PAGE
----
There are currently five of us here from the Bali training and we are collaborating on projects, supporting new Blissologists, camping, bear spotting, sharing meals and making new memories. We’ll tune you in for more blissings…
As the Beach Boys sing ‘Gotta keep those lovin’ good vibrations a happenin’‘
Namaste & ALOHA,
Jess & Ashleigh
Posted On: September 26, 2013 | No Comments »
By Bliss Army
Guest Post written by Jess & Ashleigh
Last week thirty individuals stepped outside their day-to-day lives to participate in a 200-hour Blissology Yoga Teacher Training course in one of the most magical places on Earth – Tofino, British Columbia.
Some did so with the intention to create new habits and routines; others, to seek space, clarity and serenity; most, to fall in love with yoga again and grow in ways that will allow them to teach others how to do the same; and all, with the desire to build relationships and community, connect with nature, and feel happier in mind and body – the foundation of the Blissology lifestyle.
Have you ever tried to cook something from your grandmother’s old cookbook? It requires many ingredients; energy, time, commitment, planning, strategy, love, trust and patience. Choosing to manifest a new journey, path or adventure in life can be just like that. You feel both the excitement of the New as well as your old fears and nerves.
If you’re helping and not in the throes of the newness of this experience, you can observe the unfolding. Compassion and humor are essential. You watch the group, this swarm of individuals begin to squirm outside of their comfort zone and begin navigating their way through what initially seems like uncharted water. For some, you notice, this feeling is all too familiar, as it is exactly how they respond and react in life with sensations of bobbing around without direction or purpose, all the while, feeling anxious and tense. Yet soon something begins to shift and you notice a deeper sense of self/ selves emerging within the group.
Blissology Yoga believes that every individual has a unique reason for being alive on the planet –we call this our life mission. We study and practice deeply as a group to foster confidence and ease so that we can fully embody our passions, follow our bliss and align our life mission in our teaching, your own practice and in your life. Why bob around, when you can surf?
As we begin learning and connecting with one another throughout the early days of the training, we start to explore the mindset of sustainability in our body and the planet. We learn how to adapt and to care for ourselves, to identify the best principles of alignment to avoid wearing out our joints and to balance our culturally competitive, overzealous mindset with our ability to be sensualists.
It’s simple yet deep. As Eoin says, “often the way we treat ourselves in yoga class is the way we treat one another. ” Our work, as students of Blissology and of life, is to cultivate an equal flow of drive and kindness. Somatically, to listen to bodily feedback and slow down in order to reach the still place inside. This continues Eoin’s “the ultimate sustainability”.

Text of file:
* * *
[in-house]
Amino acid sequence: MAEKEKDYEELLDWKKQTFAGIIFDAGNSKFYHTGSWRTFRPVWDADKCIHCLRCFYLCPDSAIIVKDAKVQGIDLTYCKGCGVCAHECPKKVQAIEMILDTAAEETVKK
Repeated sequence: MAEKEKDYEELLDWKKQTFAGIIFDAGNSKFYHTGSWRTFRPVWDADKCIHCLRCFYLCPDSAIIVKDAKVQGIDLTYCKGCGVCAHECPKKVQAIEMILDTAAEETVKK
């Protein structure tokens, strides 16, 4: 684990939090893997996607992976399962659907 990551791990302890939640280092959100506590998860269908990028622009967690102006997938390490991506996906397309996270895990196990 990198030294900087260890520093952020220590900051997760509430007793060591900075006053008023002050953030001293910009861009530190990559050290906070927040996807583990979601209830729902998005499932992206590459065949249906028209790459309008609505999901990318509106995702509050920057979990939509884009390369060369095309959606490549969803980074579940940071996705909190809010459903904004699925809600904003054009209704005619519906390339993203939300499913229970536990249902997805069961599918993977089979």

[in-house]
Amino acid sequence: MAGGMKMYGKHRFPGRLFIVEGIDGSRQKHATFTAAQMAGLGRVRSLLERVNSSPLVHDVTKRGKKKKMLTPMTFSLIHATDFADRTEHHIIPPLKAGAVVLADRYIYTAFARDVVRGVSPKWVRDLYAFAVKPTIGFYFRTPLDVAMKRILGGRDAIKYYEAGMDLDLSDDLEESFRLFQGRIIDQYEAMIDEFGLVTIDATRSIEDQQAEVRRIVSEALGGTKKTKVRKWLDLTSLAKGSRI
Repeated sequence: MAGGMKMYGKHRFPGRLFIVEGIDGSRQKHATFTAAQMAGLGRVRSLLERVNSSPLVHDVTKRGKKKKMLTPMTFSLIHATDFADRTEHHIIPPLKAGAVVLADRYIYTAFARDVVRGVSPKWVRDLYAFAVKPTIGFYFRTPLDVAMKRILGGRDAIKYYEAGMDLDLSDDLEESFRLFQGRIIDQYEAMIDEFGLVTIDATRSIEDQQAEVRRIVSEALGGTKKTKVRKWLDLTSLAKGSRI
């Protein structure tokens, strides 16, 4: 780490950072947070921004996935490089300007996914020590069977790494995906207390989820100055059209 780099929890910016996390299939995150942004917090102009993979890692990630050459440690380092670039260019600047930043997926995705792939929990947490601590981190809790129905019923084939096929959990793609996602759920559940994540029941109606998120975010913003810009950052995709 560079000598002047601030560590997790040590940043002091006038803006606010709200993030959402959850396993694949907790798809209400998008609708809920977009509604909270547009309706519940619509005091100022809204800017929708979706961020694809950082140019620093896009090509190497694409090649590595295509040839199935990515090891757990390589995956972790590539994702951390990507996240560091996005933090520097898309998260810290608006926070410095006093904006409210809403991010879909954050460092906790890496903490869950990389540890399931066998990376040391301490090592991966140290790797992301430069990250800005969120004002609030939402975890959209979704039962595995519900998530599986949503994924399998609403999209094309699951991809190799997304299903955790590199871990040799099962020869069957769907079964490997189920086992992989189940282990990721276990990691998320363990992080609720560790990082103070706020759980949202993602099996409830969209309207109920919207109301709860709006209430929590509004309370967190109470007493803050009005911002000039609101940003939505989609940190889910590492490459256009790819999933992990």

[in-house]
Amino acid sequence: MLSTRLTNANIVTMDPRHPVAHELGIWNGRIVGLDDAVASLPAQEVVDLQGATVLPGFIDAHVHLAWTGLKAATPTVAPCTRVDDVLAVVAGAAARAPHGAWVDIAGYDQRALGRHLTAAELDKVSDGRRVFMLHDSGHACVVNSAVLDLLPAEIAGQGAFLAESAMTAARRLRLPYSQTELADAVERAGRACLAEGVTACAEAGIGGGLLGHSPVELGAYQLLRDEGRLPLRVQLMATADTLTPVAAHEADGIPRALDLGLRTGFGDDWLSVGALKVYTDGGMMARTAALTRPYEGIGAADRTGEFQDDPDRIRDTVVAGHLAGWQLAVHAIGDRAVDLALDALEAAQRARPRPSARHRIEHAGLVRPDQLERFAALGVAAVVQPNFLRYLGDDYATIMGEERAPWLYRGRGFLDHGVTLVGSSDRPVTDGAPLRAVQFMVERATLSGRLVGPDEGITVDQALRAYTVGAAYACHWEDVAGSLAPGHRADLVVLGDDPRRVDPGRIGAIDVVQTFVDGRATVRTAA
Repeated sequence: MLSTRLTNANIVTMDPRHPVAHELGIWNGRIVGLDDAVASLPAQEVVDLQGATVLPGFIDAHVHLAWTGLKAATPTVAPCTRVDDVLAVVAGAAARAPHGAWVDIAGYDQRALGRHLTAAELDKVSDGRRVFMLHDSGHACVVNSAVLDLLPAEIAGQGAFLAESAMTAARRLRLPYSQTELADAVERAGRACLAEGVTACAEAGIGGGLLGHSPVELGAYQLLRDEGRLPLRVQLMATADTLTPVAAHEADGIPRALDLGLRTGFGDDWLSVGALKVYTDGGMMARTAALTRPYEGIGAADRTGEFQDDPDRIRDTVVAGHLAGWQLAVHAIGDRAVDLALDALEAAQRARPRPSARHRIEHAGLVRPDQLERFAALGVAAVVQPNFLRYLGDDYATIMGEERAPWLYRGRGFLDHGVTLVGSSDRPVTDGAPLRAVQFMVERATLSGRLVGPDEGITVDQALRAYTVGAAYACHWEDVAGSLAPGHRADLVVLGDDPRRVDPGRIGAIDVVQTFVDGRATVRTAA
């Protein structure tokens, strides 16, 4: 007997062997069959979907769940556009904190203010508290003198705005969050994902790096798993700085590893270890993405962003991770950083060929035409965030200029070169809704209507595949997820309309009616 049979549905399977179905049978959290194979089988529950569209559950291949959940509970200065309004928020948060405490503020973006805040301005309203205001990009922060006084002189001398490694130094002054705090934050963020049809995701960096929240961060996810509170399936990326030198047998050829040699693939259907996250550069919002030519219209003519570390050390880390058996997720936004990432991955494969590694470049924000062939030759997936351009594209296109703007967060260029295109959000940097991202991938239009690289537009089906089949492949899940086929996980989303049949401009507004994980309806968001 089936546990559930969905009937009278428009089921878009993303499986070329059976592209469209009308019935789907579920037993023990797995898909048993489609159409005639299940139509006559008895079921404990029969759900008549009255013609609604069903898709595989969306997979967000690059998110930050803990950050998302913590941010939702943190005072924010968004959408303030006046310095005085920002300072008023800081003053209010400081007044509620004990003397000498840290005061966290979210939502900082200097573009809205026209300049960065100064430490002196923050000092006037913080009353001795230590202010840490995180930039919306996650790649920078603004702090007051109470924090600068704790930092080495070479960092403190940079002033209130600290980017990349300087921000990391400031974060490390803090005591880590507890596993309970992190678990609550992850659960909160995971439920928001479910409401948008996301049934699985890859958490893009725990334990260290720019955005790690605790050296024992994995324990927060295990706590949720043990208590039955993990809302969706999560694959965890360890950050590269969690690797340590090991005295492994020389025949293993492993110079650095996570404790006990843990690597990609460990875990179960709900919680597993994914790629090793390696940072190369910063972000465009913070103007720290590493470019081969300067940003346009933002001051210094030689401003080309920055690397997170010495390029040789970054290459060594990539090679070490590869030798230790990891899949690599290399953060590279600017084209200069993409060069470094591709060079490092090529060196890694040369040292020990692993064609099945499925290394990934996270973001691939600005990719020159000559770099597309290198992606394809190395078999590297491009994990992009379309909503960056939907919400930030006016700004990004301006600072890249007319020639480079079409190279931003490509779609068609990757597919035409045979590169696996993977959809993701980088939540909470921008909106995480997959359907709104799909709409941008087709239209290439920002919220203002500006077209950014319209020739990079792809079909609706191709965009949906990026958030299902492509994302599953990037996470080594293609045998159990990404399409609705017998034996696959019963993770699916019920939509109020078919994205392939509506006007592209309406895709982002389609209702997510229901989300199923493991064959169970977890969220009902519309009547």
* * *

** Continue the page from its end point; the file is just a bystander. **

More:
How do we find this? Through our connection to the wild places, through our connection to Nature and through rituals of hugs, laughter, yoga flow, gratitude, dancing, nature appreciation moments, prayer, and great conversation in beautiful spaces. One of the big reasons why we’re here on this wild, west coast of Vancouver Island in British Columbia Canada, a world away from a crowded city.
With session 1 complete, our heads and hearts are full of new learning, love, and joy. The sun shines amidst rain clouds and YTT students are ready to add more spice and flavour to the newest recipe they have been concocting!
Stay tuned for more blissings, coming by very soon.
Namaste + ALOHA.
Jess & Ashleigh
Posted On: September 20, 2013 | 4 Comments »
I think about this question all the time. Even though I view Blissology more as a style of life than a style of yoga, I had to answer this question for a media interview as part of the exciting Zambhala Yoga Festival in Goa, India I am teaching at with others like Janet Stone and Duncan Wong. I actually teach in India every year and I know when people there see all the new styles of “western” yoga popping up, they must question why, as I am sure many of you do. Here is the interviewers question and my answer. Chime in with your responses. Would love to hear it as this is a big topic for 21st Century Yogis.
QUESTION: Every other person seems to be inventing his own style of yoga – both in India and abroad? Why is it that yoga inspires so many experiments? As a yoga student myself and a hardened fan of Ashtanga vinyasa, I fear it will dilute the spirit of yoga? How would you counter this charge?
ANSWER: I agree with you. The number of yoga systems popping up around the world is mind-boggling. It took me a long time to get clear about the path I was on. I can’t tell you how long I wrestled with the question, “does the world really need another yoga system.”
Here’s how the process went for me to get clear. It started with the fact that the yoga I enjoyed practicing evolved. I have roots in Ashtanga yoga and so much respect for the practice. As time progressed, I wanted to bring in aspects of what I had studied in body-mind psychotherapy, in tai-chi, in kinesiology and so on. I wanted to awaken people’s intuition and philosophically, I just wanted to turn the vinyasa yoga practice into a seamless ritual that connects people to Nature and their communities.
So there I was. In one sense all yoga is so similar, but in another sense what I was teaching was very unique and particular to what I enjoyed practicing and what I felt like the world needed. It didn’t fit neatly into any pre-existing box. But to not have a name for it was hard. It’s like not having a name for yourself and every time people want to refer to you they have to say, “hey you, the guy who is 5’9” with the blue eyes and brown hair.” It is much easier to call myself “Eoin.”
So with a little reluctance in 2000 I started calling what I taught “Power Yoga + Blissology” and now I just call it Blissology. I actually don’t even use the term yoga.
I acknowledge that I am standing on the shoulders of giants. Where would modern yoga be without the lineage of Krishnamacharya passing his wisdom on to Pattabhi Jois, B.K.S. Iyengar, and Desikachar? Where would my yoga be without them? I owe them so much.
I’d love to point out though that what each of these great men did though was really the same process we are talking about; they molded the practice to suit what was true in their hearts and vision. Each one of them came up with a very distinct approach to the practice not so long ago. So the concept of an unchanging “pure” form of yoga coming from antiquity without adaptation isn’t true in reality.